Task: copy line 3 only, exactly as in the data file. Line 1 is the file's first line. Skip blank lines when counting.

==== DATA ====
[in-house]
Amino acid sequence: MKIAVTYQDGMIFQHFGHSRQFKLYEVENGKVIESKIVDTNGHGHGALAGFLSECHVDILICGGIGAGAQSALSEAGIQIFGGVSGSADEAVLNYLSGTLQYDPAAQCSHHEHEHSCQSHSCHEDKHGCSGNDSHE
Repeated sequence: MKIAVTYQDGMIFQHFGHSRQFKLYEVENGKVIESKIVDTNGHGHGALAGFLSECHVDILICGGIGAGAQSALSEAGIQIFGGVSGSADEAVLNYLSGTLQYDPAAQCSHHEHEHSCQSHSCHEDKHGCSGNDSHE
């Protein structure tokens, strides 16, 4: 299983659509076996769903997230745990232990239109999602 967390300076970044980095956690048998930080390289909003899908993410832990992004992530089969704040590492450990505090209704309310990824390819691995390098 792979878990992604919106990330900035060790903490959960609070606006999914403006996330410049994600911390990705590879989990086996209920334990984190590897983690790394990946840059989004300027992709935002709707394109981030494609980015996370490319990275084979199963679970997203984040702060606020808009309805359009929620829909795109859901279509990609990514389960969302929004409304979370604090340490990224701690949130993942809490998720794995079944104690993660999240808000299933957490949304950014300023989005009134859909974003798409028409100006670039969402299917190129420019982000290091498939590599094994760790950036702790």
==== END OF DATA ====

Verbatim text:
Repeated sequence: MKIAVTYQDGMIFQHFGHSRQFKLYEVENGKVIESKIVDTNGHGHGALAGFLSECHVDILICGGIGAGAQSALSEAGIQIFGGVSGSADEAVLNYLSGTLQYDPAAQCSHHEHEHSCQSHSCHEDKHGCSGNDSHE